If you really want to get a good idea whether a concept will work, build a front-end design but no backend functionality. It requires a human doing all the work on the backend to service the client. Zappos tested out their product buy taking pictures of shoes at local shoe stores and selling them online. When someone purchased they would have to drive to the shoe store, buy, and ship the order. They lost money but validated a billion-dollar concept.
Show them something that looks like your product and ask for their reactions. Never ask them if they think it is a good idea or would buy. A lot of times they either don’t know if they would buy or they are going to say yes just to be nice. The closer you can make it look to the real product the more accurately you can predict whether people will use that product.
When Your Trying to Prove Something, Use Quantitative Testing
Quantitative testing is best when you have only one variable that you want to test. Goal is to develop results that are statistically significant by collecting a larger sample of data. Examples of quantitative testing:
Landing Page Testing
Setting up multiple landing pages to test out how many people are interested in a product, your messaging, etc. Use Google analytics to track which pages have the greatest success.
Good for getting statistically significant data that you can hang your hat on, proving hypothesis, understand what customers are doing and making decisions on what to cut and what to improve. Not good if you are constantly making many changes on your product, message, etc. In other words, not great for early testing unless you are isolating your changes and can test them individually.
Feature Stub (Fake Door)
Add a button that says upgrade or buy to test whether users will pay additional for a certain feature or version of your software. When they click on the button, take them to a page that says: “we are currently working on this feature, if you’d like to be updated when it is complete, please send us your email.”
Surveys are not good at getting in touch with your users because you will either have to ask closed ended questions that will bias the results or open-ended questions that won’t get you to what you need to know. Surveys are okay later in the game when you know your market and are asking them to prove or disprove certain hypothesis.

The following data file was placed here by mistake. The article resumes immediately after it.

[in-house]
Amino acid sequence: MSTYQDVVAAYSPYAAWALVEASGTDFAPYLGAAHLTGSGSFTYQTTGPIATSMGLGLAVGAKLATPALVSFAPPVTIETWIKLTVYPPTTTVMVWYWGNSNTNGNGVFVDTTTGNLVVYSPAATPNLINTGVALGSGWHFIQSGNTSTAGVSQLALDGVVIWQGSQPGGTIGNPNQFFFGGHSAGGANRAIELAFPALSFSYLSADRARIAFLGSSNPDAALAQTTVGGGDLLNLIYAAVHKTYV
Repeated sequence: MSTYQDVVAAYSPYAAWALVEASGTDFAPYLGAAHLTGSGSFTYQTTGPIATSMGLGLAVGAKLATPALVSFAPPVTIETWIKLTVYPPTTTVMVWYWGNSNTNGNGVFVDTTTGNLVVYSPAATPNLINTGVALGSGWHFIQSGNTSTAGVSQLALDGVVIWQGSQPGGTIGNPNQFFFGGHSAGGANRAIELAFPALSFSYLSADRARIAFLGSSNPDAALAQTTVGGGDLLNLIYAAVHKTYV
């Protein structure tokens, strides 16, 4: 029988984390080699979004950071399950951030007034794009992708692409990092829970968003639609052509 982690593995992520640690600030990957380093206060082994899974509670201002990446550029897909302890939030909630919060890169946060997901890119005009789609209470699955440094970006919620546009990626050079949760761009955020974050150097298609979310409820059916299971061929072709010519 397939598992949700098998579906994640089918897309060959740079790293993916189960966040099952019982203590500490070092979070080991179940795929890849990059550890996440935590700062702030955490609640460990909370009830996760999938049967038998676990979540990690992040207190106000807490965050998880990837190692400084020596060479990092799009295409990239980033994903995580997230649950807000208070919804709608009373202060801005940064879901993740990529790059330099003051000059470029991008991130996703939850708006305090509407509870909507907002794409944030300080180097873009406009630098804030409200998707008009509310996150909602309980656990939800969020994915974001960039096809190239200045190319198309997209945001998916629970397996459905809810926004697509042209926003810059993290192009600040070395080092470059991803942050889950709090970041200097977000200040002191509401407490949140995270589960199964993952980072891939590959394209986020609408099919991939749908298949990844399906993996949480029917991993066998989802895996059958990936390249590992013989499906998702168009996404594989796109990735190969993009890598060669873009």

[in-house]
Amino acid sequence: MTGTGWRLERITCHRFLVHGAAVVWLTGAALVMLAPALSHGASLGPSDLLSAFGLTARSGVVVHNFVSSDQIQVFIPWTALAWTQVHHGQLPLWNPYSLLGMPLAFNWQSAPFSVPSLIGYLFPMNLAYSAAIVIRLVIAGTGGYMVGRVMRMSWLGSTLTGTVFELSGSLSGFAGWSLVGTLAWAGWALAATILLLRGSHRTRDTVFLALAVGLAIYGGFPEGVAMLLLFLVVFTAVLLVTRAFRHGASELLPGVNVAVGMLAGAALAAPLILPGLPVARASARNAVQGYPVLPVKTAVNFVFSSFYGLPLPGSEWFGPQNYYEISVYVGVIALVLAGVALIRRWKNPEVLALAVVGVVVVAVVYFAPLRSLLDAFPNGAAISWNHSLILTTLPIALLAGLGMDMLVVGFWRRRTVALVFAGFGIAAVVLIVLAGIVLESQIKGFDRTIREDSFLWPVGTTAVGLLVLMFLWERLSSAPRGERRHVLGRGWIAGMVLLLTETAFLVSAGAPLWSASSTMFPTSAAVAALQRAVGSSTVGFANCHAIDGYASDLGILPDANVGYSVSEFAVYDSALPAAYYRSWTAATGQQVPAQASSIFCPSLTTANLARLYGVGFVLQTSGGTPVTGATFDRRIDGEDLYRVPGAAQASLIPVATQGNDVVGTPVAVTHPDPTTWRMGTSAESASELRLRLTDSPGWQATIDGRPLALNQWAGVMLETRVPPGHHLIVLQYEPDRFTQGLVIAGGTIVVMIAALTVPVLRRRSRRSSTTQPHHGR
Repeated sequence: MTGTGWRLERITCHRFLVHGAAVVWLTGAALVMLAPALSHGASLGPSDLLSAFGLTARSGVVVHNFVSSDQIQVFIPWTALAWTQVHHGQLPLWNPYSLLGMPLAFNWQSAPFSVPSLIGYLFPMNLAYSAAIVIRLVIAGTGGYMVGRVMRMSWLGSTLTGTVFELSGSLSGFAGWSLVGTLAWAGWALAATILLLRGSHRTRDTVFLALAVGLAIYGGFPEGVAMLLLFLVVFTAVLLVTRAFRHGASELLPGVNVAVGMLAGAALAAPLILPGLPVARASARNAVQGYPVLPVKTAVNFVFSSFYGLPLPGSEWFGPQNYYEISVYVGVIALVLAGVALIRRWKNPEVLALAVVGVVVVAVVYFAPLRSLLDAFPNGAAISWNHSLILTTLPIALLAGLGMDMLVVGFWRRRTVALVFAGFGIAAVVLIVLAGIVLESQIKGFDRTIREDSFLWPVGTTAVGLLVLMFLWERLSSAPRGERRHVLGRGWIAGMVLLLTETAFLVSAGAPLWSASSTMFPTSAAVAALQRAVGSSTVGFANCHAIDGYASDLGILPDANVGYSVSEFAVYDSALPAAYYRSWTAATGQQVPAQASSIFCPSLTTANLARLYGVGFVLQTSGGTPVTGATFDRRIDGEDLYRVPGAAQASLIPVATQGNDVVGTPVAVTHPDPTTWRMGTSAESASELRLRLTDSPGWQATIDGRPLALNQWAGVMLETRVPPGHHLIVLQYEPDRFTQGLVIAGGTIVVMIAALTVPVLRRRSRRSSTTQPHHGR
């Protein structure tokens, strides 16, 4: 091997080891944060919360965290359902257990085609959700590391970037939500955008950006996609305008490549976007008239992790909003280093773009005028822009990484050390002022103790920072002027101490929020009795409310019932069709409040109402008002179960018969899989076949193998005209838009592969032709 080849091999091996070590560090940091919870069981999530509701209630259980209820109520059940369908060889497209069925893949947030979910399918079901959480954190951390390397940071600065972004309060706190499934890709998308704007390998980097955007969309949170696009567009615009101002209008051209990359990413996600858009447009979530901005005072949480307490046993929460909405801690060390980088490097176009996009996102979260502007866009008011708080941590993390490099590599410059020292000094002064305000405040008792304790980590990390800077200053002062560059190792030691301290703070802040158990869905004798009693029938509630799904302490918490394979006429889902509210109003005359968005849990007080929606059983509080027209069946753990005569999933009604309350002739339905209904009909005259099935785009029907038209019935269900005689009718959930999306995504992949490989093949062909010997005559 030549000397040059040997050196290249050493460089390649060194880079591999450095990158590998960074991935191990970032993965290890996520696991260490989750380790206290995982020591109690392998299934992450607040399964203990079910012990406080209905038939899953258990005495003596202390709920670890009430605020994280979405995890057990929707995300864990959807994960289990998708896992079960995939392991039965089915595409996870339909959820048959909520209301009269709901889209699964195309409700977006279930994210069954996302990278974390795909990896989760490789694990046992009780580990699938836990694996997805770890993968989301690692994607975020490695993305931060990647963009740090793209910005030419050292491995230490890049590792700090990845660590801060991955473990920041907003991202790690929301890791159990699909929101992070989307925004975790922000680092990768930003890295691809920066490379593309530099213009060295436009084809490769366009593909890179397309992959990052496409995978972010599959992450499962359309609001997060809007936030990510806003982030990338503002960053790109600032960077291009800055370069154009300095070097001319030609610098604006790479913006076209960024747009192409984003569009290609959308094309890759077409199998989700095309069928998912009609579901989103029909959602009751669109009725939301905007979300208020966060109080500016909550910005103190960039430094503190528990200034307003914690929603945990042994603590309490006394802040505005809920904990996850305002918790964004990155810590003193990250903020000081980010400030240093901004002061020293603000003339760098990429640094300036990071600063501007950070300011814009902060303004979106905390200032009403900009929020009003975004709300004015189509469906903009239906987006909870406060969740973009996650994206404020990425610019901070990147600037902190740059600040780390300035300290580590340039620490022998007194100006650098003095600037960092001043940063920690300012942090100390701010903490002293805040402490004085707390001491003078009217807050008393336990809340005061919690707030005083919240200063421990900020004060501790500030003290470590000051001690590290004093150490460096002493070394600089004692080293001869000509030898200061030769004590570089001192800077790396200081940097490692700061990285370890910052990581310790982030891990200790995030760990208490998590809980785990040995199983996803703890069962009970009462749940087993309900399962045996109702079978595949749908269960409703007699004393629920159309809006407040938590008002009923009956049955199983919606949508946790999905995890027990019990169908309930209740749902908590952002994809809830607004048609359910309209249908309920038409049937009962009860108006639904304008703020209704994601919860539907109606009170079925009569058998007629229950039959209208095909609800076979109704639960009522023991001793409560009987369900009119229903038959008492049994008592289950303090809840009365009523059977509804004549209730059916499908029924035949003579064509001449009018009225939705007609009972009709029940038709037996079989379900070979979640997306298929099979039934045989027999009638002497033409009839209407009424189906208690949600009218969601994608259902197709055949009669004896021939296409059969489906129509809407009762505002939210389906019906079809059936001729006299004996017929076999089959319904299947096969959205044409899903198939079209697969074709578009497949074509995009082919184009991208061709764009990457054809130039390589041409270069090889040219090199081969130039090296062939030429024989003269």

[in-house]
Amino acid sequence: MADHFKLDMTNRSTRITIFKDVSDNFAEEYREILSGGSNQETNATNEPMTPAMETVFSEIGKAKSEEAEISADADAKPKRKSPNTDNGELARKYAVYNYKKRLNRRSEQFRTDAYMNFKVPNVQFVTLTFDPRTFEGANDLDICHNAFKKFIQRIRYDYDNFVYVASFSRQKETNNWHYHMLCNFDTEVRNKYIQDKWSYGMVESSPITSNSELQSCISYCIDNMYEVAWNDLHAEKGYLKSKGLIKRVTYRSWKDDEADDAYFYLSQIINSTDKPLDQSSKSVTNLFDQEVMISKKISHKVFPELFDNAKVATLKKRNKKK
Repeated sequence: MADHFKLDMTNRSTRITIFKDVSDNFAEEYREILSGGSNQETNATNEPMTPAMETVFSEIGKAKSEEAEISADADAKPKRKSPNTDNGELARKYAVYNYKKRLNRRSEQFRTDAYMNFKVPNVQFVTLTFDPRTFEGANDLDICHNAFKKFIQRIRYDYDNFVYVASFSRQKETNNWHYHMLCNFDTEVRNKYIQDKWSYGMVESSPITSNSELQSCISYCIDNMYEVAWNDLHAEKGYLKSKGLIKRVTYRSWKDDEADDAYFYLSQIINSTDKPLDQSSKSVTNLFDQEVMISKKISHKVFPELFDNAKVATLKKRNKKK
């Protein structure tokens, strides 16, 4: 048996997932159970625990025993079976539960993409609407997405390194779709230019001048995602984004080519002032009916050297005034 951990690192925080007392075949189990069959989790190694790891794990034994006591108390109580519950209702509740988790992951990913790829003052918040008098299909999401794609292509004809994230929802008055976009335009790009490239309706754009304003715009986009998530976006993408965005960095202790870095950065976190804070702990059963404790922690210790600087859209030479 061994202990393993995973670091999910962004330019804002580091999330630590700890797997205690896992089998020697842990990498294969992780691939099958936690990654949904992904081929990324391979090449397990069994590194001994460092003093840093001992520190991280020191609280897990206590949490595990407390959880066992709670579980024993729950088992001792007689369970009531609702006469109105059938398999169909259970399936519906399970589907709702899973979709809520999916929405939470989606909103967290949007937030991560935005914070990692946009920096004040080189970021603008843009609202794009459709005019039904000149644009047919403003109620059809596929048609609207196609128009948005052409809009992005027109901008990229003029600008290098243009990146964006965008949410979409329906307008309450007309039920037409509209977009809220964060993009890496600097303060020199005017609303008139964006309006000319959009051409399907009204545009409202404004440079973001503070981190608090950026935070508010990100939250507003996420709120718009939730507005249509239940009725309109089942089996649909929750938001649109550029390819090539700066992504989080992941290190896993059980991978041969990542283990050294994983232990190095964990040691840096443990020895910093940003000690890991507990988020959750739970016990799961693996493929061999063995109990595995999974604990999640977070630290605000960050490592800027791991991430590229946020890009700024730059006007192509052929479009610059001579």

Other Methods of Collecting Data
If you have the budget, there are sites that helps you do testing like UsabilityHub.com, UserTesting.com, OpenHallway.com, Loop11.com, TryMyUI.com, userinterviews.com. They are not cheap.
A great way to test who would be interested in buying your product or service is to setup multiple Google Adwords campaigns that target different markets or include different messaging on your product or service. Over time you will be able to see who’s looking for you and what they are looking for.
Google Keyword Planning
Similar to above. Instead of setting up Google Adword campaigns, go to the Google Keyword Planner and type in words that describe your product or service. You will be able to see which words and messaging are more popular than others.
Google Website Analytics
If you place a Google tracking code on your website you can see which pages are performing best. This tool is extremely helpful if you segment your site into landing pages and content targeted for different audiences.
Old Fashioned Research
Sometimes you don’t have to re-invent the wheel and can find answers to what you are looking for by doing some quick online research.
One of our favorite lines in our office is “better wrong than vague.” It means that it is best to pick a path, test that path, and then discover if you are right or wrong. Companies that are vague in what they do and who they serve never amount to much because they cannot allocate all their resources to their best opportunities.